PICTURE GALLERY: Glade techno music festival begins at Houghton Hall

It probably would not have been Sir Robert Walpole's cup of tea but thousands of excited party-goers were arriving at the first British prime minister's former Norfolk home today for the start of a techno music festival.

Houghton Hall, near Fakenham, may initially appear to be an unusual choice of venue for such an event but Anselm Guise, director of the Glade Festival, is cautiously optimistic that it would be welcomed by the local community.

Mr Guise said: 'There's been a great atmosphere here so far and we've not had any problems at all.

'The police, the council and the landowners have all been very helpful so far.

'The impact and disturbance that this event has on the local community in terms of noise and traffic issues is not yet known but we have our fingers crossed that people will be happy with us.

'If this is the case we will be delighted to come back next year and will start making plans for that to happen next week.'

Mr Guise said that the 5,500 ticket festival is expected to sell-out over the weekend.

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With the artists and the 2,500 crew members included there will be as many as 8,500 people on site for the festival which started yesterday and will run through until Sunday.

Mr Guise said: 'The sort of music being played here is very popular across Europe and also in places like Brazil, Japan and Australia so there will be quite an international crowd here and some very interesting people.

'It is a very unique festival because of the kind of acts that we have performing here.

'It is for artistic and creative people, for connoisseurs of techno music because we have some very well-regarded underground performers here.'

Headline acts include Trentemoller, Drumcode Records, Global Communication and Andrew Weatherall.

Glade Festival was organised at Houghton Hall in just five weeks after the planned venue, Mansion House, in Biggleswade, Bedfordshire pulled out.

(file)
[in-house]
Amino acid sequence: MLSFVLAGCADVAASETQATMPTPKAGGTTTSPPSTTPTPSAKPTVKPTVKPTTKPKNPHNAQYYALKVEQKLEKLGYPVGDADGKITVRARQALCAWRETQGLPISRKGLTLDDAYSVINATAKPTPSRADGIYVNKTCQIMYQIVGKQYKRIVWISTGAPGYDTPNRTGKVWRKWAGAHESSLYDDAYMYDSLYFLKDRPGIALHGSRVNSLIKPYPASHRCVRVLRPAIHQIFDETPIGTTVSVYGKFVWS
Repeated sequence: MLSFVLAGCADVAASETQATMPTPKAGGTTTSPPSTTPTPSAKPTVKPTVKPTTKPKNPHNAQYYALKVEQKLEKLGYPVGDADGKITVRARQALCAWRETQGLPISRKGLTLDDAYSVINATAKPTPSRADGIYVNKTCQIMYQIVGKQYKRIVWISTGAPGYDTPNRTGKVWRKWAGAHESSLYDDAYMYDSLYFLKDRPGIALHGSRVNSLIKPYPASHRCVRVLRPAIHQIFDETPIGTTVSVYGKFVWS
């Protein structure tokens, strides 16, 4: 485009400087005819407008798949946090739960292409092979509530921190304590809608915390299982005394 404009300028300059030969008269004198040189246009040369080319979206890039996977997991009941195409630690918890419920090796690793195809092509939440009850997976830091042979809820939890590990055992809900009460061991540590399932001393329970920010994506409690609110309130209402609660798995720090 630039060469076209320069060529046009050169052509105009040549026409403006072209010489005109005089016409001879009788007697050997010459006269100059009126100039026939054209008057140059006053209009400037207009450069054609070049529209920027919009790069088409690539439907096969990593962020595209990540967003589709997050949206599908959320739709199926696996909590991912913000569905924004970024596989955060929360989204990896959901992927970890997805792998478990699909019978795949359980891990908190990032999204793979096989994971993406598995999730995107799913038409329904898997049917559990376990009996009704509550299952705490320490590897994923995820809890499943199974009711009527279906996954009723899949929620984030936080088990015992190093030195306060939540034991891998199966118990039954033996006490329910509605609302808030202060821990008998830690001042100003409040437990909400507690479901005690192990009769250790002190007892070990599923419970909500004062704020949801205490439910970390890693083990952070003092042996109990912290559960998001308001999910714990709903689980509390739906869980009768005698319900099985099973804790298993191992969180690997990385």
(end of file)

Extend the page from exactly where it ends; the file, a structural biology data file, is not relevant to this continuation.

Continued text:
It originated from an arena at the Glastonbury Festival and became a festival in its own right in 2004.

For the first five years it was held at the Wasing Estate in Berkshire and some 16,500 people attended the 2007 festival.

It was held in Winchester in 2009 but cancelled last year due to financial problems.

Mr Guise said: 'Glade grew too quickly and became something that we didn't want it to be.

'We've kept it smaller this time. We like it this way and feel it has more integrity. There are no big commercial sponsors with Glade.

'I've been to a music festival in Nevada where people are not allowed to bring any money in.

'They have to bring in their own food and drinks and they share it with other people at the festival. It's quite crazy but it's making a point about being anti-commercial.

'Unfortunately we can't afford to do that at Glade but it is that sort of ethos that we are going for here and that creates a great atmosphere.'

He added: 'I'm a DJ myself and I got into organising music festivals because I wanted to have somewhere that I could play my music. I'm really looking forward to performing tonight.'

Mr Guise is working with Secret Productions, the team behind The Secret Garden Party in Cambridgeshire, on Glade Festival.

He said the festival has a strict no-drugs policy; anyone aged 13 to 17 was not allowed in; and under-12s accompanied by an adult were allowed free admission.

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